The main information you should provide to configure OAS is a domain name, the default being bi, the directory where to store the domain (and this is very important!), a username and password for the OAS administrator account, the details of the FMW database schemas (or the credentials to create them), the range of ports that OAS should use and finally what part of the product you want to configure (for example, you could decide to configure only BI Publisher).

You can run the configuration by executing <ORACLE_HOME>/bi/bin/config.sh, and here again you can either do it via the GUI taking you through the various stop, or automatically by using a response file.
Be ready: the configuration will take some time, and OAS will be started automatically at the end.

The domain shouldn’t be inside the ORACLE_HOME

By default the GUI will suggest locating the domain in a directory inside ORACLE_HOME, <ORACLE_HOME>\user_projects\domains\<DOMAIN_NAME> to be precise.
Will this work? Sure. Is this a good choice? Not at all!

The ORACLE_HOME is the binaries of the product, if you decide to perform an in-place upgrade you will install the new binaries in a different ORACLE_HOME and upgrade, without moving, the domain. You can easily imagine why having the domain located inside your ORACLE_HOME isn’t a good choice, you will not be able to delete the old ORACLE_HOME after an upgrade.

The domain home isn't inside ORACLE_HOME
Separating ORACLE_HOME and domain directory is a good practice.

Nowadays the OAS installation documentation also shows a picture of the ideal structure: the domain should be located outside the ORACLE_HOME. As an example in my Docker image, I do store the domain directory in /opt/oracle/config/domains/<DOMAIN_NAME>, while the ORACLE_HOME is /opt/oracle/product/7.0.0. The directories are independent.

Take a note of the ports

The default ports’ range starts at 9500.

  • 9500: the WebLogic Admin Server (non-SSL)
  • 9501: the WebLogic Admin Server (SSL)
  • 9502: the WebLogic managed server bi_server1 (non-SSL)
  • 9503: the WebLogic managed server bi_server1 (SSL)
  • (ports assigned to various components)
  • 9514: the BI Server (OBIS), for RPD online connection

By default, WebLogic is fully non-SSL and ports 9501 and 9503 aren’t used. You can also change them when you configure SSL.

Some good practices for your OAS installation

While it is possible to directly deploy a bundle with your migrated content (from 12c) in OAS at the configuration step, I always go with the APPLICATION_TYPE_EMPTY option. This gives me a working, but empty, environment with default security. It allows me to verify my OAS is working, that there aren’t problems with the environment itself.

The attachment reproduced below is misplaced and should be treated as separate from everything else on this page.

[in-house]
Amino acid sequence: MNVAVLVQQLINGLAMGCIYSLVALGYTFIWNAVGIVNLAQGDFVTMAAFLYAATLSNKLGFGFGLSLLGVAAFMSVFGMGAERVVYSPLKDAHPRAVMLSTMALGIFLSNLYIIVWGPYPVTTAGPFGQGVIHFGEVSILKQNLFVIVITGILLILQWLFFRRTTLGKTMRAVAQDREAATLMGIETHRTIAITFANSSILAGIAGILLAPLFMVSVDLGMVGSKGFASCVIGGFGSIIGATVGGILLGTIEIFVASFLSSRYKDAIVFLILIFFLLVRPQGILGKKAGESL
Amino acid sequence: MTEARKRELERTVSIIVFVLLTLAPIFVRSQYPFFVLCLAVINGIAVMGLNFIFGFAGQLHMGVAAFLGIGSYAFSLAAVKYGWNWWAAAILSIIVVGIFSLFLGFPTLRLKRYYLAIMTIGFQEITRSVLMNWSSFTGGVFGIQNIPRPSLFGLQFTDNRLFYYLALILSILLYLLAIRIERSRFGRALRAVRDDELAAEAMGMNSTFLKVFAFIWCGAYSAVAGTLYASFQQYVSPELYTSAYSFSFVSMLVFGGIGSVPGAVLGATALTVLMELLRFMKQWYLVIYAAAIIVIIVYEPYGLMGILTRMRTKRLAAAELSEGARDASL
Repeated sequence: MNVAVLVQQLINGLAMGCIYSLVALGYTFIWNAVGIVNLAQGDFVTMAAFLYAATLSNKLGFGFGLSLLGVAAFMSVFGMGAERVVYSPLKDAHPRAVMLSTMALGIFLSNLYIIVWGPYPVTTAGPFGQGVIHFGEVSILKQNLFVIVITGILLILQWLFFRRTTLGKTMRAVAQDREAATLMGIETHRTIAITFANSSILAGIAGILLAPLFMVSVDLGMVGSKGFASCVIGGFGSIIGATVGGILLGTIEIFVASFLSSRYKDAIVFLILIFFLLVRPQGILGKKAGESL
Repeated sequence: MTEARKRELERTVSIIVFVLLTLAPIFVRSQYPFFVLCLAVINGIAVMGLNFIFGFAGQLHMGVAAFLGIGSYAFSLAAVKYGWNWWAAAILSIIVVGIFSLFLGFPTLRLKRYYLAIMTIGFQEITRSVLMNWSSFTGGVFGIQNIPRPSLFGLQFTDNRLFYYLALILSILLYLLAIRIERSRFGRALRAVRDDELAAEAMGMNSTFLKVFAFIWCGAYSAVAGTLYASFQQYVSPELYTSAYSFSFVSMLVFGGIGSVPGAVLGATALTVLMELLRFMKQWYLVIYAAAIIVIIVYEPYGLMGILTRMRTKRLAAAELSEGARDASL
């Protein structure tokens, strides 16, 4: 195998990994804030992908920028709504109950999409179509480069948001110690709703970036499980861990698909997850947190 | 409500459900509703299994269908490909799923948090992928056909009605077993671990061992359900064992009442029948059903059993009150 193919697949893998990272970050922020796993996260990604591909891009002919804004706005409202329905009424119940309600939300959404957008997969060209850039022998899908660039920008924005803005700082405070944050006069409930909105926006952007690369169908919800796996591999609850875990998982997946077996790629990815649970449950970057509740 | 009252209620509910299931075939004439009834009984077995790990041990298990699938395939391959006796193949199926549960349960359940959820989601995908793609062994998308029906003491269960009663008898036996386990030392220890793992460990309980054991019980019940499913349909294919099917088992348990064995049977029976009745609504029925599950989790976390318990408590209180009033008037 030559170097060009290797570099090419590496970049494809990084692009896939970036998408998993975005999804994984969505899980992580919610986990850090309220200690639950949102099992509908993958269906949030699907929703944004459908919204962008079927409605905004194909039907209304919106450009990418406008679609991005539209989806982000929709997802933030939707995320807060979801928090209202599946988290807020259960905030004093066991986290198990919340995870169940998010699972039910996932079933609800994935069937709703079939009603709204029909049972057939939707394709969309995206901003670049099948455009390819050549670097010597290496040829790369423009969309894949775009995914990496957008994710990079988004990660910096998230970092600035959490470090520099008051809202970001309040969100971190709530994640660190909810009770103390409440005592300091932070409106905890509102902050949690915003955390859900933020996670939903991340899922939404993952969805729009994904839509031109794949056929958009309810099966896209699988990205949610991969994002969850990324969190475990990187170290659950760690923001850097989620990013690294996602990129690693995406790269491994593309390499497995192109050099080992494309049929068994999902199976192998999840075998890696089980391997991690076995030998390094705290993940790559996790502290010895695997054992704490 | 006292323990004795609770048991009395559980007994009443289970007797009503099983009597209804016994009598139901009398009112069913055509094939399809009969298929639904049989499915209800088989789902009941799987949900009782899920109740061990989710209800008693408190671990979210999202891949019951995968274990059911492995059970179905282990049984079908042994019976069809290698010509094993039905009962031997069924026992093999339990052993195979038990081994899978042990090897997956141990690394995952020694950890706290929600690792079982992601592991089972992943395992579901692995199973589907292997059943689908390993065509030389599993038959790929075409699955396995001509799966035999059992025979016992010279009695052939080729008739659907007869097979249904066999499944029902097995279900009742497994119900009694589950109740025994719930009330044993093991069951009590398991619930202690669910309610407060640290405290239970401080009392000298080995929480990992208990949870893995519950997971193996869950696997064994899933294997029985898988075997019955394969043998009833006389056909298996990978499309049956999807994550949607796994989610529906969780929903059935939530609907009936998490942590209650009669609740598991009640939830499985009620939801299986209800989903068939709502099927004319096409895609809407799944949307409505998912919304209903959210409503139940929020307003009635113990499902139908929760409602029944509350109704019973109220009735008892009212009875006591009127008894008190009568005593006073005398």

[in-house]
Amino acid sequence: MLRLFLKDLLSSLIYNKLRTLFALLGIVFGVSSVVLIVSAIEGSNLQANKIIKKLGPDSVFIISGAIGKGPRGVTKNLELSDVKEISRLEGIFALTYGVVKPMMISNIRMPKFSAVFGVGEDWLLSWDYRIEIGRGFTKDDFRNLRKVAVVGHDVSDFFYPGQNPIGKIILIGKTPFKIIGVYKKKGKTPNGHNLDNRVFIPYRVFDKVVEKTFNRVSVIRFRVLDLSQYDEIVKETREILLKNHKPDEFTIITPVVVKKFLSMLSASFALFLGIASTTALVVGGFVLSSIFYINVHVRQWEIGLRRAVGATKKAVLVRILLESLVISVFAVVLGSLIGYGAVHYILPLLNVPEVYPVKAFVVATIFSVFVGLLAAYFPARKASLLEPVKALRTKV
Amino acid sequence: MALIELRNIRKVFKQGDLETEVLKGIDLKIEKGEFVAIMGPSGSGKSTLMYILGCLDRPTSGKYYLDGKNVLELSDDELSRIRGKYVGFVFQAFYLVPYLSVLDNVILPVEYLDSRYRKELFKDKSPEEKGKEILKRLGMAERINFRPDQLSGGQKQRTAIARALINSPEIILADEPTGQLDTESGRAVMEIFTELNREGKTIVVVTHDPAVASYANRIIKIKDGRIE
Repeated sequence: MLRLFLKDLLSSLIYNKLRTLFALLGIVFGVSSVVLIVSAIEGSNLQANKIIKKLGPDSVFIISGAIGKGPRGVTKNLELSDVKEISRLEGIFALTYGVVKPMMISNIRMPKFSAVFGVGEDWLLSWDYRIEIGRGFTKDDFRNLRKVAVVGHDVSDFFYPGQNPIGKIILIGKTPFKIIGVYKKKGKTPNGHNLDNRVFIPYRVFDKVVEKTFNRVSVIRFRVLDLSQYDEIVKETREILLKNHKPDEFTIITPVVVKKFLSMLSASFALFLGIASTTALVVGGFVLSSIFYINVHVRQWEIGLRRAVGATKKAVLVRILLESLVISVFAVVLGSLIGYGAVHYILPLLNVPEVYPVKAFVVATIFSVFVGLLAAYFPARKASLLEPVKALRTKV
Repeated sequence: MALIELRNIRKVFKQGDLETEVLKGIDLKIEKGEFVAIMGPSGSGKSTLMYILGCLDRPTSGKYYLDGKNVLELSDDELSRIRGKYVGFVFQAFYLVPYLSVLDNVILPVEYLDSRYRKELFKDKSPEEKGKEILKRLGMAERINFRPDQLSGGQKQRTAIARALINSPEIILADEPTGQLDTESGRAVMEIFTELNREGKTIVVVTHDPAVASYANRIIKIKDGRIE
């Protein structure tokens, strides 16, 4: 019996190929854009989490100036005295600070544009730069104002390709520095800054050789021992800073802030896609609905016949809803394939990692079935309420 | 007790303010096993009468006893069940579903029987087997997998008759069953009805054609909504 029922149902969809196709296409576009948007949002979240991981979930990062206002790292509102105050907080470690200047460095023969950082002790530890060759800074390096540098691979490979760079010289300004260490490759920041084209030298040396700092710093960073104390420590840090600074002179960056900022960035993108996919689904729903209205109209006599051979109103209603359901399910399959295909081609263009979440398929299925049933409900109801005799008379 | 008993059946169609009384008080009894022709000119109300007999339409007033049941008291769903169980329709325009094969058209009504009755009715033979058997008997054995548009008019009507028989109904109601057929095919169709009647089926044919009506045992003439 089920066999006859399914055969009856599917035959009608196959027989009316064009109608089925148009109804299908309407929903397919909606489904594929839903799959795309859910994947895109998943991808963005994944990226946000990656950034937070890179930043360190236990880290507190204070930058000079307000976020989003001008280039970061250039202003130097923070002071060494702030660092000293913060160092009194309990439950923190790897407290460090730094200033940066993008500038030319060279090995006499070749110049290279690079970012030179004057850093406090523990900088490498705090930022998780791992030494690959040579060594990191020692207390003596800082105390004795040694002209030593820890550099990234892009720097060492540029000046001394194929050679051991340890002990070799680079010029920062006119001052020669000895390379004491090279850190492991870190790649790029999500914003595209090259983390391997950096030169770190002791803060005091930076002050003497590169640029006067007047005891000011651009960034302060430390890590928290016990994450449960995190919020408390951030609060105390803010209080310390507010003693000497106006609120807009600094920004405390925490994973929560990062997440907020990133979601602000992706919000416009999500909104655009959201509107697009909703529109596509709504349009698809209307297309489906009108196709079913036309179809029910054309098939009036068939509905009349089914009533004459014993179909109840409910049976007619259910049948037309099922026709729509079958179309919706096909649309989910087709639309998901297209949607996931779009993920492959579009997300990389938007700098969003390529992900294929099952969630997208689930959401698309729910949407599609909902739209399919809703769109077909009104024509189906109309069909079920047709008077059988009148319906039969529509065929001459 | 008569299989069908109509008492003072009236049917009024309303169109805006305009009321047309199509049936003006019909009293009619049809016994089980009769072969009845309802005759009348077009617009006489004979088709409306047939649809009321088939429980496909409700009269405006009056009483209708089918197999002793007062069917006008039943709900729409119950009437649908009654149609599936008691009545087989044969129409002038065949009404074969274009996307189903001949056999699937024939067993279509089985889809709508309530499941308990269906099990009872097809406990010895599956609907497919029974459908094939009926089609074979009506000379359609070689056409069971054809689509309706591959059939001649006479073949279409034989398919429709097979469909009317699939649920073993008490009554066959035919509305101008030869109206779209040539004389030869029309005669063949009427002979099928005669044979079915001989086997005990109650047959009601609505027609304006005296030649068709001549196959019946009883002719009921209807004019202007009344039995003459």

Another benefit of the empty environment is the default security model. I stopped counting the amount of people migrating their content, deploying a BAR in their OAS, and losing permissions here and there. A BAR deployment is not a merge, it is a full delete first and insert after. Deployng the security model from a BAR will full delete the default one. If an application role is missing, or a policy is missing, you will not see some features. Have a look at the default security model of a new version, take notes of what role has what policy before to override everything with your content. And after deploying your own BAR, verify if you lost some policies, and if you did and it wasn’t expected, you have the info to recreate them based on the notes you took about the default security model.

The SSL configuration of OAS is not very complicated, but do you really need it? Maybe a proxy in front doing SSL offloading is more than enough.
Another benefit of a proxy: you can easily use a nice domain name and remove the port from the URL to access your OAS. Something as lightweight as nginx will do the job. And if you need SSO, it will anyway be done in a proxy (Apache HTTP Server) in front of OAS.

SSL offloading in a proxy in front of OAS
From a presentation I did at DOAG in 2022: if you trust your server, you can do SSL offloading in a proxy in front of OAS.

Backup, backup, backup! You must define your backup strategy right after you finished installing. Not only because you could kill your OAS when deploying your content or configuring things, but because if you don’t, you will probably never do it till it’s too late.

Time to enjoy your OAS

You now know a lot about Oracle Analytics Server installation. Everything said in these three parts is valid for every Oracle Analytics Server release so far, and mostly also for OBIEE 12c.

There was no screenshot of the installation in these posts, that’s because I didn’t do a graphical installation for a very long time. Scripting it is not too difficult and is so much faster: run a script, come back 15-20 minutes later and OAS is fully installed and configured.
The Docker image gives you all the code snippets needed to fully automate your installations.
Time to enjoy OAS!